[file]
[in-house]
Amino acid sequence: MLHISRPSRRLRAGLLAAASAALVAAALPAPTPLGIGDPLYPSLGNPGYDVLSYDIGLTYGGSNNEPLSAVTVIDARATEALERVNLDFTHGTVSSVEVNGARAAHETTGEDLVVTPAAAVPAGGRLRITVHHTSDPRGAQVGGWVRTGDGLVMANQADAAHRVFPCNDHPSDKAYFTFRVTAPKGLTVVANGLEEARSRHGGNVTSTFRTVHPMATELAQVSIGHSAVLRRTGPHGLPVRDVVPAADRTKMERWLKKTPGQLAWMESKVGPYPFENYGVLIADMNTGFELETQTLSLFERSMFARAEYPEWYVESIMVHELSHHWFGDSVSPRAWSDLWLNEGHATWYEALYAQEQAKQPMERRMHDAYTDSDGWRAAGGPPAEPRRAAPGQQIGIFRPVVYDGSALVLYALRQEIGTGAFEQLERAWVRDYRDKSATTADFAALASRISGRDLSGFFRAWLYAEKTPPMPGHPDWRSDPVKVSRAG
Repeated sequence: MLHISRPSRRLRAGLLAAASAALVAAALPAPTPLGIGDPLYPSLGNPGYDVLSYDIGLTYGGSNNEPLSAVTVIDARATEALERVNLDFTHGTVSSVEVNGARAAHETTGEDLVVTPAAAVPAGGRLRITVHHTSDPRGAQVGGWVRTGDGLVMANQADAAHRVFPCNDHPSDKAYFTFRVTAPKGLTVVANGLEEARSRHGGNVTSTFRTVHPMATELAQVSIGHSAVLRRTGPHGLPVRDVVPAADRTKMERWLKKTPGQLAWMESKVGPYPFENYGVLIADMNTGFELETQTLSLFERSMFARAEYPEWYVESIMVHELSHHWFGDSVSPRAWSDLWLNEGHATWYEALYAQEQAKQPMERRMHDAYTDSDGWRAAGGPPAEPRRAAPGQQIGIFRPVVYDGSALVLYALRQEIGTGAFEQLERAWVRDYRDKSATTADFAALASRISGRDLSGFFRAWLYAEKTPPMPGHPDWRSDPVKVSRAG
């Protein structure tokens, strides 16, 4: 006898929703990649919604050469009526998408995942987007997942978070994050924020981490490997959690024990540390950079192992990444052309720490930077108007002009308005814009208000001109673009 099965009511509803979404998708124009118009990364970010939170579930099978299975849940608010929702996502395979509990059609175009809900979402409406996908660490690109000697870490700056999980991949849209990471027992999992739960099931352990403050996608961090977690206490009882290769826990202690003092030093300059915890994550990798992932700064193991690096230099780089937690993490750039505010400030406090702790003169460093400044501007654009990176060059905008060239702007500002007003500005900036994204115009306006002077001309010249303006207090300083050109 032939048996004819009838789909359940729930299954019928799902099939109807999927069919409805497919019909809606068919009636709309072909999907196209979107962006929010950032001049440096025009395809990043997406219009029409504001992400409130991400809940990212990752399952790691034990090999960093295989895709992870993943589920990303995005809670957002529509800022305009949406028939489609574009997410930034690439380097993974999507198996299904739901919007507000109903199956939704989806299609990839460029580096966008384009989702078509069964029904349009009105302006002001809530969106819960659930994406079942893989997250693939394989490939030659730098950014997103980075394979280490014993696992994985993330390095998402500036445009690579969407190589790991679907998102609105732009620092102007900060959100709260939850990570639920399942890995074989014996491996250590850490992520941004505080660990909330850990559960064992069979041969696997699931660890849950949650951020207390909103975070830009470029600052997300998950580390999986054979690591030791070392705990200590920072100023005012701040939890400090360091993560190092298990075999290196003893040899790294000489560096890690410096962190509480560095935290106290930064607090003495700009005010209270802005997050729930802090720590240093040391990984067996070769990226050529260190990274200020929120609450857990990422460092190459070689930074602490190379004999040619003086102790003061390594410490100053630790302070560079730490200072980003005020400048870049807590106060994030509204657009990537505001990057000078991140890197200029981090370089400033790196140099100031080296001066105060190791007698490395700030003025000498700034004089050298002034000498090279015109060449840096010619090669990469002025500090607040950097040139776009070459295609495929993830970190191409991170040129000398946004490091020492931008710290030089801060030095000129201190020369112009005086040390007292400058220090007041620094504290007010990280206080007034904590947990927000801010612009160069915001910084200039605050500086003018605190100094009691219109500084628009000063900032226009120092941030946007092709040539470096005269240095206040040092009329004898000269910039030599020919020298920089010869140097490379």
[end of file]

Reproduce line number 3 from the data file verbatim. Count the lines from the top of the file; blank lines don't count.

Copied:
Repeated sequence: MLHISRPSRRLRAGLLAAASAALVAAALPAPTPLGIGDPLYPSLGNPGYDVLSYDIGLTYGGSNNEPLSAVTVIDARATEALERVNLDFTHGTVSSVEVNGARAAHETTGEDLVVTPAAAVPAGGRLRITVHHTSDPRGAQVGGWVRTGDGLVMANQADAAHRVFPCNDHPSDKAYFTFRVTAPKGLTVVANGLEEARSRHGGNVTSTFRTVHPMATELAQVSIGHSAVLRRTGPHGLPVRDVVPAADRTKMERWLKKTPGQLAWMESKVGPYPFENYGVLIADMNTGFELETQTLSLFERSMFARAEYPEWYVESIMVHELSHHWFGDSVSPRAWSDLWLNEGHATWYEALYAQEQAKQPMERRMHDAYTDSDGWRAAGGPPAEPRRAAPGQQIGIFRPVVYDGSALVLYALRQEIGTGAFEQLERAWVRDYRDKSATTADFAALASRISGRDLSGFFRAWLYAEKTPPMPGHPDWRSDPVKVSRAG